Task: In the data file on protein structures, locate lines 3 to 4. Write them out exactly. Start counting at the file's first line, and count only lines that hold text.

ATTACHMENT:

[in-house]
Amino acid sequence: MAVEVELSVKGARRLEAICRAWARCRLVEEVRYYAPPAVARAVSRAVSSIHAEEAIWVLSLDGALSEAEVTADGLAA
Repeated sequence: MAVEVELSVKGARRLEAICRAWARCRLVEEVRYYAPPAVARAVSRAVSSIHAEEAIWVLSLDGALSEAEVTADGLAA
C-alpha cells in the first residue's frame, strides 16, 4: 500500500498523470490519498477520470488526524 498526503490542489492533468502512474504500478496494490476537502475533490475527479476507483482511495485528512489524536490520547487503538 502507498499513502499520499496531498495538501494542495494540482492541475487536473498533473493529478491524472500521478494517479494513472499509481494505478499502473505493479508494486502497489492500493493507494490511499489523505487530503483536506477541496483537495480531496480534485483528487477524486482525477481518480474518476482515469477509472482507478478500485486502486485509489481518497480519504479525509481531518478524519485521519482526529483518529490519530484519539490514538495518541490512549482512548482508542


Repeated sequence: MAVEVELSVKGARRLEAICRAWARCRLVEEVRYYAPPAVARAVSRAVSSIHAEEAIWVLSLDGALSEAEVTADGLAA
C-alpha cells in the first residue's frame, strides 16, 4: 500500500498523470490519498477520470488526524 498526503490542489492533468502512474504500478496494490476537502475533490475527479476507483482511495485528512489524536490520547487503538 502507498499513502499520499496531498495538501494542495494540482492541475487536473498533473493529478491524472500521478494517479494513472499509481494505478499502473505493479508494486502497489492500493493507494490511499489523505487530503483536506477541496483537495480531496480534485483528487477524486482525477481518480474518476482515469477509472482507478478500485486502486485509489481518497480519504479525509481531518478524519485521519482526529483518529490519530484519539490514538495518541490512549482512548482508542